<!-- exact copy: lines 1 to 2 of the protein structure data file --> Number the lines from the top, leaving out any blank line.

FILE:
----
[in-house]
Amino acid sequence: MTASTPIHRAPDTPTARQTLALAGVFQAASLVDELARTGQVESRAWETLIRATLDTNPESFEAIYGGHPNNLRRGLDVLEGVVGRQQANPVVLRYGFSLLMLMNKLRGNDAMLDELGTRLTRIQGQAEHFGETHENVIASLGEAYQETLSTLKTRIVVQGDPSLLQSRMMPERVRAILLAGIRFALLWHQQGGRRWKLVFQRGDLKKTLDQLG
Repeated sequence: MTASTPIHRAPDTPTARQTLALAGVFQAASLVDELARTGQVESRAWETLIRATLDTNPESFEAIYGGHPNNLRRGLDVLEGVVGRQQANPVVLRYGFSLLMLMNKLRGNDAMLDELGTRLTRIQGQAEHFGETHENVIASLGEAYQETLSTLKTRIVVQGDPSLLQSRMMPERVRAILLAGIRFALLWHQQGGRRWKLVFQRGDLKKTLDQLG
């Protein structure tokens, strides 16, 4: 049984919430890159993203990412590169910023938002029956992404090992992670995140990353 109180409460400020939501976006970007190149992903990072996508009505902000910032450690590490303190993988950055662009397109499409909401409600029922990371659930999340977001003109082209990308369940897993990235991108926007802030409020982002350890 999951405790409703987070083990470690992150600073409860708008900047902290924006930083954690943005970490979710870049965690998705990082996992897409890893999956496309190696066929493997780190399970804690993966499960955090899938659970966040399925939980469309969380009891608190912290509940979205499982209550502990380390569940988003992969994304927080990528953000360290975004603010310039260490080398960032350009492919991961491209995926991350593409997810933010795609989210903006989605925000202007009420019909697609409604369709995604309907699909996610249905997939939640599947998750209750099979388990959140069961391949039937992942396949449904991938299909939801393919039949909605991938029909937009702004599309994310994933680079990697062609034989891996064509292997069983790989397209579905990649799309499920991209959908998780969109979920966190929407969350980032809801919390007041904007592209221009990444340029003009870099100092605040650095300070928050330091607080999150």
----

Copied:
[in-house]
Amino acid sequence: MTASTPIHRAPDTPTARQTLALAGVFQAASLVDELARTGQVESRAWETLIRATLDTNPESFEAIYGGHPNNLRRGLDVLEGVVGRQQANPVVLRYGFSLLMLMNKLRGNDAMLDELGTRLTRIQGQAEHFGETHENVIASLGEAYQETLSTLKTRIVVQGDPSLLQSRMMPERVRAILLAGIRFALLWHQQGGRRWKLVFQRGDLKKTLDQLG